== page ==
He returned to London and joined a religious organization run by Moravian Christians after serving in an unsuccessful ministry for two years at Christ Church in the Georgia colony of Savannah. He felt his “heart strangely warmed” on May 24, 1738, which is now known as the date of his evangelical conversion. After doing so, he started his own ministry and eventually left the Moravians.
Wesley, like Whitefield, took to the road and delivered his sermons outside, which was a crucial development for his ministry. Wesley embraced Arminian principles in contrast to Whitefield’s Calvinism. Over the course of his travels in Great Britain and Ireland, he assisted in the formation and organization of small Christian groups (societies) that fostered intense and individualized accountability, discipleship, and religious instruction.
He entrusted the care of these populations to itinerant, unordained evangelists, both men and women. Methodists rose to prominence in a number of contemporary social issues, such as the abolition of slavery and prison reform, under Wesley’s guidance.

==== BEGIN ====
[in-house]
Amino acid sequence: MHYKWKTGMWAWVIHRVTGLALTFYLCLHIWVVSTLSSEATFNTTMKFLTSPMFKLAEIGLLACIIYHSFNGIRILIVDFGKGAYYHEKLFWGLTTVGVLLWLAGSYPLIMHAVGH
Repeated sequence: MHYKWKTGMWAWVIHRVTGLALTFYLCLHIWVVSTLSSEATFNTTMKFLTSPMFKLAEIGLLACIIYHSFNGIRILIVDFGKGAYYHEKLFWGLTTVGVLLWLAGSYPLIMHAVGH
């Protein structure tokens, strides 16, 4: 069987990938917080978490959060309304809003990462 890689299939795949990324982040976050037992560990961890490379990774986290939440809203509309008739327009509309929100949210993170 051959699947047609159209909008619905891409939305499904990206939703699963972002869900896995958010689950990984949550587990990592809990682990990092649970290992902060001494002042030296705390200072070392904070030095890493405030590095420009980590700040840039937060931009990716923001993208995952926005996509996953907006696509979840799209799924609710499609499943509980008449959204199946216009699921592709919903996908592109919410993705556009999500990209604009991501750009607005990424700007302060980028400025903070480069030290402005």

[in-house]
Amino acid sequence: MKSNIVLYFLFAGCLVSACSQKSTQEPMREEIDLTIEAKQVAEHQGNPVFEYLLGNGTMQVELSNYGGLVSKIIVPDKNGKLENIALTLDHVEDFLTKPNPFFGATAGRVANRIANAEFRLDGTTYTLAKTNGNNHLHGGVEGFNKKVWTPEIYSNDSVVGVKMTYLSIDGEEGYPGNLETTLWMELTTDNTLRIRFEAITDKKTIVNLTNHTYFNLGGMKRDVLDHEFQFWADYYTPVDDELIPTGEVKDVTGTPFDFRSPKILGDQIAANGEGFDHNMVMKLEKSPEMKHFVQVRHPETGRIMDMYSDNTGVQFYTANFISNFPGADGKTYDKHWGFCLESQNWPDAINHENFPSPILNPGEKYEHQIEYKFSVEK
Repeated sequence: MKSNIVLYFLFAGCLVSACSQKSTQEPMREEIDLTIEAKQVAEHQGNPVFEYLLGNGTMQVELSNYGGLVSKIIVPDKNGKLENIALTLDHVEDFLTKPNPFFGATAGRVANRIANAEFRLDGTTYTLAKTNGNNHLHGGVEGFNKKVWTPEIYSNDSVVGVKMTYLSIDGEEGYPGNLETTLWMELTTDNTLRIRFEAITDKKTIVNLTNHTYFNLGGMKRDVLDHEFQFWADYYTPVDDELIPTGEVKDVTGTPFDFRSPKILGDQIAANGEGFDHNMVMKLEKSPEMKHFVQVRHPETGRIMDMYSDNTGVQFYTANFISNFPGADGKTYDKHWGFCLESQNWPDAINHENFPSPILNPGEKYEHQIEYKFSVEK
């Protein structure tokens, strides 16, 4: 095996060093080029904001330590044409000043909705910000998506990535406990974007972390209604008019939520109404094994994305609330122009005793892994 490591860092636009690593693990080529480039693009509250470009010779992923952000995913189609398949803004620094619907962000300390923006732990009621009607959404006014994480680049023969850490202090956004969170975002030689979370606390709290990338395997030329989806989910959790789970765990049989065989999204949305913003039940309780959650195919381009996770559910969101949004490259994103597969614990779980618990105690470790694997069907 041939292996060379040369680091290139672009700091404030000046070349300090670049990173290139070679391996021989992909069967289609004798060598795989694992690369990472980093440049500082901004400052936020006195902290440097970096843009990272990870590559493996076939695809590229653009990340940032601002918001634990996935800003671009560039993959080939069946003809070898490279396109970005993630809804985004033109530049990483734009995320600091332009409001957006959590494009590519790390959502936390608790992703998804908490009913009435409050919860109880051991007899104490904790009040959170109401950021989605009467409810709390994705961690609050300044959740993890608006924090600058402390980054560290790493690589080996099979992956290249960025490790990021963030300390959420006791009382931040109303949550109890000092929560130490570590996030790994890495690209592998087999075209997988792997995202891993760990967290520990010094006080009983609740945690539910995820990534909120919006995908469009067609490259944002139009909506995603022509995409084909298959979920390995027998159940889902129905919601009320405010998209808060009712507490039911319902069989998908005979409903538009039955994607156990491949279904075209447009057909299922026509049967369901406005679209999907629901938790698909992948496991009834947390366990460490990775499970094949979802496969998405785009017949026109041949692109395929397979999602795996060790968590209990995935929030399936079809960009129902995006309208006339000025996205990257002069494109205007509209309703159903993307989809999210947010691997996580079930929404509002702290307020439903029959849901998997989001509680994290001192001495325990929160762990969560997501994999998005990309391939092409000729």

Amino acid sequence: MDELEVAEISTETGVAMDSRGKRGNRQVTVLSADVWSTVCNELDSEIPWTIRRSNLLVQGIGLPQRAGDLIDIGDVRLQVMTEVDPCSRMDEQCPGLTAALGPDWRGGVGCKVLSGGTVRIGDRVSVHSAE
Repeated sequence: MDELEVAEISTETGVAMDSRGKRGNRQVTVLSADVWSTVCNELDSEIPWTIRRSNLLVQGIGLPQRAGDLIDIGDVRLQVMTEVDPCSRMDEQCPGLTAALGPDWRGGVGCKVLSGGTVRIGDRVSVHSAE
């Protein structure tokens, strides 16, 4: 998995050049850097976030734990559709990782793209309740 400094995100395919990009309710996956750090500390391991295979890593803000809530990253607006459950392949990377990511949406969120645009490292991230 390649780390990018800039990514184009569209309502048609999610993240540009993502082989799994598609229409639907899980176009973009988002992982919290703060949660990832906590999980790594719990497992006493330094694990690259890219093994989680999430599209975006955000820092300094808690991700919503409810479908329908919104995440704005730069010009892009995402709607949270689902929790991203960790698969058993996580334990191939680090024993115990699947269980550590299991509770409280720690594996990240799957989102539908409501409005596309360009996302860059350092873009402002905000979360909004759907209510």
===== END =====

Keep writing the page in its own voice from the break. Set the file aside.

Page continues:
Wesley opposed Calvinism, particularly its doctrine of predestination, and advocated for the idea of Christian perfection despite the fact that he was not a systematic theologian.
His sacramental theology-based evangelicalism upheld that means of grace occasionally played a part in the sanctification of the believer, but he taught that it was through faith that a believer was changed into the likeness of Christ. He believed that Christians could reach a state where God’s love “reigned supreme in their hearts” during this life, making them holy both inside and out. Wesley’s ideas, collectively referred to as “Wesleyan theology,” continue to influence Methodist churches’ doctrine.
Wesley insisted that the Methodist movement fit well within the tradition of the established Church of England throughout his life and remained a member of it throughout. Early in his ministry, Wesley was forbidden from preaching in many parish churches and the Methodists were persecuted; later, he gained widespread respect and was dubbed “the best-loved man in England” at the end of his life.